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Growing Primary Care scholarship


Professor Joanne Reeve

Professor Joanne Reeve

Professor of Primary Care Research



Why this research is needed

Primary care is the workhorse of the NHS. 90% of healthcare work is done in Primary Care. “If primary care fails then the NHS fails.”

But all too often, people mistake the job of the primary care workforce as something simple. Primary healthcare roles are viewed as simply a ‘factory production line’ job, If you want to do interesting, exciting, stimulating medicine then you need to go into hospital medicine. If you want to have the best cutting edge care, then you need to be referred to a hospital service.

Both views completely misunderstand/misrepresent the task of general practice and primary healthcare. Primary care delivers some of the most complex healthcare in the country, indeed the world. Because primary care is the centre for delivery of whole person medicine - healthcare which is uniquely tailored to the needs, expectations and circumstances of the individual.

This advanced generalist medical practice can also be found in the hospital setting, but less frequently and consistently. Because central to the sustained and successful delivering of whole person medicine is the capacity to continuously review and revise care – the continuity of care that is built into primary healthcare but not secondary care models.

International research has shown that strong primary healthcare – continuous, comprehensive, coordinated, accessible, person-centred care – delivers efficient, effective and equitable health care. It is the strongest model of healthcare we have for managing the coplexities of modern healthcare needs – multimortbidity, problematic polypharmacy, persistent physical symptoms etc.

But optimising primary healthcare delivery needs recognition understanding and resourcing of this distinct model. It requires a distinct workforce trained in the critical understanding, delivery and evaluation of this model of healthcare. And it needs a distinct data/evidence base to support this unique work.

At the heart of strong primary healthcare is robust primary care scholarship. The distinct model of practice that enables us to Discover, Intergate, Apply and Inspire (The Society for Academic Primary Care) for the basis of primary care practice.

We cannot just assume we can take research from other settings and apply it in primary care. We need to generate a distinct knowledge base.

We cannot assume that people trained in healthcare practice within hospital setting are able to automatically work in the community context of primary care. We need to train a distinct workforce.

We cannot assume that healthcare policy developed to support specialist (condition focused_ health care will cover person centred primary care. We need distinct evidence-informed primary care policy.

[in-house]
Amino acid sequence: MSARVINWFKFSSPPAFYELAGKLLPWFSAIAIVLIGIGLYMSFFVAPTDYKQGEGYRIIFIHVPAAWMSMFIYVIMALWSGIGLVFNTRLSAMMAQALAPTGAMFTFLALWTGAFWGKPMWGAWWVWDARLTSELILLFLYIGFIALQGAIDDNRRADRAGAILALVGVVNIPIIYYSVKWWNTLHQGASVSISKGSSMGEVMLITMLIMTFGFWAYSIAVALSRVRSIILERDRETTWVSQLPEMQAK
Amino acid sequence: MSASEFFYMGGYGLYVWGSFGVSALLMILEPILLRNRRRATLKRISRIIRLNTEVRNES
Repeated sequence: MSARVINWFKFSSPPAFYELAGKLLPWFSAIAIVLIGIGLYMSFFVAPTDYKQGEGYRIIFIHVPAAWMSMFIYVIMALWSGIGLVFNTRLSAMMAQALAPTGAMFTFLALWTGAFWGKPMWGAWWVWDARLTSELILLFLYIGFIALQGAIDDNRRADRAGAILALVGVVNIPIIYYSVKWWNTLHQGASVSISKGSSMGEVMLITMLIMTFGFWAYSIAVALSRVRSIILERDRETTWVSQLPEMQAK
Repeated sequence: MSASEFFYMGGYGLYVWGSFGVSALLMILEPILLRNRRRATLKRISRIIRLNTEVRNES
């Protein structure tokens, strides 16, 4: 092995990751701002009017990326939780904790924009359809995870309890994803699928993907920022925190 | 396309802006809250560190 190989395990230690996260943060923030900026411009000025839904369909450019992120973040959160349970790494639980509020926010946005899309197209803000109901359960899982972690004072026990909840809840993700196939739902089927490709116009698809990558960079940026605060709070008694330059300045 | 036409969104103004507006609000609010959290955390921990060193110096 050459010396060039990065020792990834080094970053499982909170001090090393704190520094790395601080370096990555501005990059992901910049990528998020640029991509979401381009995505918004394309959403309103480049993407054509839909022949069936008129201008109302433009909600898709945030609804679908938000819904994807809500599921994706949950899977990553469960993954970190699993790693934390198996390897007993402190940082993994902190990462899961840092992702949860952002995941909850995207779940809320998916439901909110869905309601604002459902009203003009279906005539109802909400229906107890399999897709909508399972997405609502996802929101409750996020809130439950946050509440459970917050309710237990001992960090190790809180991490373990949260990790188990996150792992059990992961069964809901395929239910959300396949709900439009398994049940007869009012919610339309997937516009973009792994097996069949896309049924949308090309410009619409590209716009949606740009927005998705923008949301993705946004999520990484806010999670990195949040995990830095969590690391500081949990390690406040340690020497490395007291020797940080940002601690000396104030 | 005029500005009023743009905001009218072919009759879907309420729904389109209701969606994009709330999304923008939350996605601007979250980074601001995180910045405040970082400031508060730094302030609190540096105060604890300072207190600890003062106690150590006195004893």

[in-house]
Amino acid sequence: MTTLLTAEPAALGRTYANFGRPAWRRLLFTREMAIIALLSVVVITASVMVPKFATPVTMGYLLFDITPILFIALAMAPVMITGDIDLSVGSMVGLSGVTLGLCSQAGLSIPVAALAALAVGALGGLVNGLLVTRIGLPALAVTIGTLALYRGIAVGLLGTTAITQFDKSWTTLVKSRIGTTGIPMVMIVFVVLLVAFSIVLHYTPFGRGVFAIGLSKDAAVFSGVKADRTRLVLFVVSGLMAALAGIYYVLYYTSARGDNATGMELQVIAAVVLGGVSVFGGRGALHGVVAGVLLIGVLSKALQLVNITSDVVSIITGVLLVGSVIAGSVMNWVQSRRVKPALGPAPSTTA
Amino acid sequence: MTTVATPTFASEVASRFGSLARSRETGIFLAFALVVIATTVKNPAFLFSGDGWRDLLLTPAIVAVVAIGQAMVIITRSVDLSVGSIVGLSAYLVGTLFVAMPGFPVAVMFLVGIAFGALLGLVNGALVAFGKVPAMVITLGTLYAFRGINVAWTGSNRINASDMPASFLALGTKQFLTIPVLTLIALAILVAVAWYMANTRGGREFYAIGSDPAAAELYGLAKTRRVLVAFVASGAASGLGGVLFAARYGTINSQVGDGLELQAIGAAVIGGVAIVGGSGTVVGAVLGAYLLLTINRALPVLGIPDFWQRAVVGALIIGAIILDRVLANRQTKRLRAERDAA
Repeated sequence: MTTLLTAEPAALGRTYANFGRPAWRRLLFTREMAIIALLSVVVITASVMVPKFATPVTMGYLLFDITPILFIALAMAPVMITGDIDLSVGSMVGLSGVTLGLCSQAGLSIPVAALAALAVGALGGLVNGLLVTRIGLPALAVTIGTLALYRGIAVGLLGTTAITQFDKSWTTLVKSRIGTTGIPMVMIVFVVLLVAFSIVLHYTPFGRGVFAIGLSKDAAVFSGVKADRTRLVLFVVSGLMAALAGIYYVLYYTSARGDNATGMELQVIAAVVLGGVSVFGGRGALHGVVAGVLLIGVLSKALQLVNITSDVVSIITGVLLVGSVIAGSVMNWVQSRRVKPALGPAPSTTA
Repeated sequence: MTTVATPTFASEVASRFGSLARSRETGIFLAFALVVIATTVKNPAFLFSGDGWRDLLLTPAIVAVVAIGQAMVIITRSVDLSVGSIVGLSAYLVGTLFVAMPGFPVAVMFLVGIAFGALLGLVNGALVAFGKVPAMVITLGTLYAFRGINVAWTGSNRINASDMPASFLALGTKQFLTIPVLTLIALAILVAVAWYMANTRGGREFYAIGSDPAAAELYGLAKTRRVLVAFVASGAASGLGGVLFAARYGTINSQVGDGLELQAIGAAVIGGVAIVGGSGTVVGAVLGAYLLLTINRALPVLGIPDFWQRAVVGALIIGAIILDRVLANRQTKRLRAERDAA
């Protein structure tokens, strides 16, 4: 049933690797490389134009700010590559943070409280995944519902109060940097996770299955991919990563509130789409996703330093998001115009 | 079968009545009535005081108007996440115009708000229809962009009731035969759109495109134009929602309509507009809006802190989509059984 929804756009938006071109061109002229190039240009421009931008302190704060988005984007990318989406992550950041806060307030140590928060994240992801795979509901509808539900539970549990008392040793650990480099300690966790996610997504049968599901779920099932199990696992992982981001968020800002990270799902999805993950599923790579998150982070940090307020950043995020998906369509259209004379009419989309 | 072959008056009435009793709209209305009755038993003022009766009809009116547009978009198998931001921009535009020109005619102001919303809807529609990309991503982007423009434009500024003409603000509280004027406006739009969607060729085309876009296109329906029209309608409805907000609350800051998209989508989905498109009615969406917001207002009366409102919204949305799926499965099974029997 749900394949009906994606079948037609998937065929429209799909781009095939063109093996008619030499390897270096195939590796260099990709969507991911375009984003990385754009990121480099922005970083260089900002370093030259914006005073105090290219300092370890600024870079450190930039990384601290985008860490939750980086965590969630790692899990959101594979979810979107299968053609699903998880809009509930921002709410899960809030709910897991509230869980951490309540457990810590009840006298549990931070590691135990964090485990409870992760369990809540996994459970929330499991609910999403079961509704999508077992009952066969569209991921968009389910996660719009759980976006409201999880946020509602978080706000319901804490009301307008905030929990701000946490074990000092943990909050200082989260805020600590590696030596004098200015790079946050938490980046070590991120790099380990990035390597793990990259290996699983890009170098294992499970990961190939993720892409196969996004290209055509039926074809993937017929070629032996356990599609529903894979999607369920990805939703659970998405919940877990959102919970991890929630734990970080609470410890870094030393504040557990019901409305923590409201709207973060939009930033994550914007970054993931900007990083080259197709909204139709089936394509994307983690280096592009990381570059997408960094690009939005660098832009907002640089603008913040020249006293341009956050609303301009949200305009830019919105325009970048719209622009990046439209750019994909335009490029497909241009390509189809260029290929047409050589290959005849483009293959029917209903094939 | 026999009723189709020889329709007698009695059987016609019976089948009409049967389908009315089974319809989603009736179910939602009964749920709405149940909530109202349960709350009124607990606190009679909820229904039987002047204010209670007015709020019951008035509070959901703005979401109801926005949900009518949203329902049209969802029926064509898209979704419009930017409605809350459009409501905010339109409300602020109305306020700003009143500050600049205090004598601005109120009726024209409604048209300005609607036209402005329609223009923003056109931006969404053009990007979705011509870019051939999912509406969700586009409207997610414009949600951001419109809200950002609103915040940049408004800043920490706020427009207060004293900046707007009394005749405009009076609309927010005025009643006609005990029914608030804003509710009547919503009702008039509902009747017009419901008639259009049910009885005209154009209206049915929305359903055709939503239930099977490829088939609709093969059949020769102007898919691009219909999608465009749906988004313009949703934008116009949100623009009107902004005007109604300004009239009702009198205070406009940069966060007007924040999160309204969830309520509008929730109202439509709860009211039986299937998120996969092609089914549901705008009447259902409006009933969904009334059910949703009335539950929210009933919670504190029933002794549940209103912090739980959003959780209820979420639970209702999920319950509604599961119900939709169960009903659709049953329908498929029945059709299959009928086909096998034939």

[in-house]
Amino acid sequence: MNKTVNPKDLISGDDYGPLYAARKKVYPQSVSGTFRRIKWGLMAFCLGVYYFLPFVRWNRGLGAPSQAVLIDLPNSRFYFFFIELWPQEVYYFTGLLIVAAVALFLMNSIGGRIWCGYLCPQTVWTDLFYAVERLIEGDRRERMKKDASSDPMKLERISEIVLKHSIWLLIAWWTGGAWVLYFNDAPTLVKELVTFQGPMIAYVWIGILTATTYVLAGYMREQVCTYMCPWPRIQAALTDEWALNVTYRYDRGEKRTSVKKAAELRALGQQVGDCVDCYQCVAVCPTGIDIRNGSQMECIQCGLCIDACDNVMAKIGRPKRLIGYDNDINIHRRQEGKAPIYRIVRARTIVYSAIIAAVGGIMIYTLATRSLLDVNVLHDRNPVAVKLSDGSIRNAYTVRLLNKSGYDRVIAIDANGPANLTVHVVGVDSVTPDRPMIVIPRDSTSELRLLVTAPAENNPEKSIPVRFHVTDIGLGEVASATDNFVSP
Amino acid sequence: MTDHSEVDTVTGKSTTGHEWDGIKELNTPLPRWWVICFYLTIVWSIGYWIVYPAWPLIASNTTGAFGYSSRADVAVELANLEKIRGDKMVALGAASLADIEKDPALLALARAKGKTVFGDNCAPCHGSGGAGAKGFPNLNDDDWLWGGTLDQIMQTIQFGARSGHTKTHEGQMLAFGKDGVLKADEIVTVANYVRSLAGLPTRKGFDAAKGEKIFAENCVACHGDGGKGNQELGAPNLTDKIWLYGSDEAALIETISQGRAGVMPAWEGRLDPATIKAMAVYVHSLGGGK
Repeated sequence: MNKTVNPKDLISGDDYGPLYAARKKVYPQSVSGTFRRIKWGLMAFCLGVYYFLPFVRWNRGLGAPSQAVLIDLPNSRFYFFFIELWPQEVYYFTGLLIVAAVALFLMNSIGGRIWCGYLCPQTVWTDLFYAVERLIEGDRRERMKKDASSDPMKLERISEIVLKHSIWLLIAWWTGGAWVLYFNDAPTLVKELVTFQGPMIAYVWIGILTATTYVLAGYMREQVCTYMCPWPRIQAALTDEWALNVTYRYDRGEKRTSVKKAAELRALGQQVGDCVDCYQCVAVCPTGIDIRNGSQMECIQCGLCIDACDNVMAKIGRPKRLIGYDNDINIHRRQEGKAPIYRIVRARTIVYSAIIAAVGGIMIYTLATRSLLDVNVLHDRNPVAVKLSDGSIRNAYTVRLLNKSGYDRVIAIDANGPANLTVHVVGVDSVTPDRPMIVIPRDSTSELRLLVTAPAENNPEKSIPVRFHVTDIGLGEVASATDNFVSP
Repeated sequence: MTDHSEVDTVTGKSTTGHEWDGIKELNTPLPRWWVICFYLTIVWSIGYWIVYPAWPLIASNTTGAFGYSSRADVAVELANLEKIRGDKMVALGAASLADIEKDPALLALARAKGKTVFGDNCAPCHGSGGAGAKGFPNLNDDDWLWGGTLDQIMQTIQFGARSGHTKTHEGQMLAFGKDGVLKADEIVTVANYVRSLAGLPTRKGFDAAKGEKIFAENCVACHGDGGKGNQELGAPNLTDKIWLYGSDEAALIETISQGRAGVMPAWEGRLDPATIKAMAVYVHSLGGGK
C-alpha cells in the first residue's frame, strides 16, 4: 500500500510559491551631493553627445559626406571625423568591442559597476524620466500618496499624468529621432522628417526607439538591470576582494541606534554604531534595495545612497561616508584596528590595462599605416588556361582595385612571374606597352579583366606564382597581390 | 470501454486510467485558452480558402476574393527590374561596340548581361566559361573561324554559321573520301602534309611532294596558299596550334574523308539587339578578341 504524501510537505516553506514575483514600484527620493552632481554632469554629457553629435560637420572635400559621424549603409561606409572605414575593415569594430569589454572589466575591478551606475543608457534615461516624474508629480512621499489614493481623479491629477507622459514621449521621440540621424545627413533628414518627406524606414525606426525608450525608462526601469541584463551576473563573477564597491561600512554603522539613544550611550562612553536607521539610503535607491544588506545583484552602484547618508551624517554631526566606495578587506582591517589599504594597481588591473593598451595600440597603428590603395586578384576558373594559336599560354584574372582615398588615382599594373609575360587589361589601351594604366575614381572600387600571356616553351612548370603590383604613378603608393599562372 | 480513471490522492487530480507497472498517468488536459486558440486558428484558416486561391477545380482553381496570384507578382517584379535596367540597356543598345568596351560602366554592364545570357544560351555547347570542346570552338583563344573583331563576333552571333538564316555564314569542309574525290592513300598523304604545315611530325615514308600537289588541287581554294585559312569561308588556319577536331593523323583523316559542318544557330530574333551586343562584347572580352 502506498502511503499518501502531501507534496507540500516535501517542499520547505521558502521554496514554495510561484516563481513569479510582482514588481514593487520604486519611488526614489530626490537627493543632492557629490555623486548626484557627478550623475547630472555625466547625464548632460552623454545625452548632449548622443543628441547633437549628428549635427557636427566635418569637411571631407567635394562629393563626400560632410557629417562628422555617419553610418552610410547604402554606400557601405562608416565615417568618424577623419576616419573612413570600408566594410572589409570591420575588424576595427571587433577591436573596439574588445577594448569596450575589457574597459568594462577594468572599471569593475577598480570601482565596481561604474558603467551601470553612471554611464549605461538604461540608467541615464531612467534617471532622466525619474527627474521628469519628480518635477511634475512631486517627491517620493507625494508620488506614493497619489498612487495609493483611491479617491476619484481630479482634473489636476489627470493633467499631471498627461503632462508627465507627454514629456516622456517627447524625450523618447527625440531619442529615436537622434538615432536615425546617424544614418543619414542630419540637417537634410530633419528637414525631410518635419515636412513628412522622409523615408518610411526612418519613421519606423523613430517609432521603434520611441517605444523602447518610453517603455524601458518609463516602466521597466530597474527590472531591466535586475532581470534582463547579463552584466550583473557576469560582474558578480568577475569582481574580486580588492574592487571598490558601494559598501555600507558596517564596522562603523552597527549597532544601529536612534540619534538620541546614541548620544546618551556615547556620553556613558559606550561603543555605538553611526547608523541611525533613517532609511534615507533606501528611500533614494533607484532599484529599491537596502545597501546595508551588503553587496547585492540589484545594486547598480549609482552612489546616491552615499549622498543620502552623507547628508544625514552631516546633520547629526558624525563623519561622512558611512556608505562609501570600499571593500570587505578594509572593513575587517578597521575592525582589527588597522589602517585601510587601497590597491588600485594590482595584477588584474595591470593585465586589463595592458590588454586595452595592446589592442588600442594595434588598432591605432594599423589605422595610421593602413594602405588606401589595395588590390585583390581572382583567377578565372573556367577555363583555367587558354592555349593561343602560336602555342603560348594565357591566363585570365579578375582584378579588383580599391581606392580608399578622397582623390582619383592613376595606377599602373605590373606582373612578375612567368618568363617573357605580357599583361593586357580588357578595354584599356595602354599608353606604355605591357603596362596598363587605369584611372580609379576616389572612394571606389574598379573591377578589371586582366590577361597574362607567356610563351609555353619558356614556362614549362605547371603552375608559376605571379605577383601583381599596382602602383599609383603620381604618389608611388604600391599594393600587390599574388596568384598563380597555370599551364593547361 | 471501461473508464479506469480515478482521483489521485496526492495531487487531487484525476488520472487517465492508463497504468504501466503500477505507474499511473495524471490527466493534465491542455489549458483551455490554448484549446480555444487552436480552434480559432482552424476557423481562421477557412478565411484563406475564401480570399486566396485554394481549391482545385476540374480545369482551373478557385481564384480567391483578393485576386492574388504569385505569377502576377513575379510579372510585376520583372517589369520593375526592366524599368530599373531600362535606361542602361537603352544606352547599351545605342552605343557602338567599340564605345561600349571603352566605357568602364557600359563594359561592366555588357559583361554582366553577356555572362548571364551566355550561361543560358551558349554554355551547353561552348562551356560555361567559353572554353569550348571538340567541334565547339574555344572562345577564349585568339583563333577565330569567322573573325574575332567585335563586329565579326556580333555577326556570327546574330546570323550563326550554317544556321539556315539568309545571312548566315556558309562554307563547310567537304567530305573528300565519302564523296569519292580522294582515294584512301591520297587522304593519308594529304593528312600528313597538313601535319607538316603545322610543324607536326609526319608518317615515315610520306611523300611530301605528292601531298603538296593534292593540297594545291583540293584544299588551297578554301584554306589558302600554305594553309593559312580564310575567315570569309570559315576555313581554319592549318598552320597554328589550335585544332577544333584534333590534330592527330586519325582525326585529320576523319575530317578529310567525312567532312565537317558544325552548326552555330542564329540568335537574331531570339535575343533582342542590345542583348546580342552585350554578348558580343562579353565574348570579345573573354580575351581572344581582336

All of which needs a distinct academic discipline – that of Academic Primary Care.

Without Academic Primary Care we risk a domino effect of primary care fails, and so the NHS fails.

See: Unlocking the potential of academic primary care - The Society for Academic Primary Care

What we are doing

The Academy of Primary Care is a lead partner in a UK and international collaboration to promote, support and sustain the distinct discipline of academic primary care.

We are a partner in the UK wide network that is The Society for Academic Primary Care (SAPC) – in turn embedded within an international community including the Australasian Association for Academic Primary Care Inc (AAAPC) and the North American Primary Care Research Group (NAPCRG)

Professor Joanne Reeve has been past Chair of SAPC, past Chair of Heads of Department group, past Chair of Annual Conference (2017). The Academy of Primary Care hosted the northern SAPC conference in November 2020 and we co-lead the Northern SAPC collaborative.

We work closely with Health Education England and Royal College of General Practitioners (RCGP) to make visible and promote academic career pathways, recognising three paths for GP scholarship:

  • Every GP a scholar: Using the distinct wisdom of primary healthcare within every day practice, supported by work/resources in WiseGP and our work on Advanced Generalist Medicine.

  • GPs with extended role in research teaching and scholarship: The growing proportion of GPs with extended professional roles that include scholarship activities including GP Vocational Trainers, tutors working with medical schools; local research leads in practices, including members of PACT (Professor Joanne Reeve is on the Senior Advisory Board); and those working with the RCGP Research Engagement Hub.

  • Academic GPs: GPs who undertake specific academic training to take up formal university posts. We have hosted Foundation Year fellows, Academic Clinical Fellows, Doctoral Fellows, In Practice Fellows here at the Academy of Primary Care.

You can find out more about each of these roles on this video prepared in conjunction with RCGP and Health Education England (see link at end under videos)

What we found so far

Our work continues to highlight that there is much still to do. To make visible the distinct role of Primary Care, and the role of a distinct Academic Primary Care workforce within that

But our work continues to recognise that Academic Primary Care matters – for example see this summary of primary care key literature from the University of Exeter APeX team.

Contact us

We welcome enquiries about our research, or if you are interested in collaborating, visiting or postgraduate research opportunities with us.

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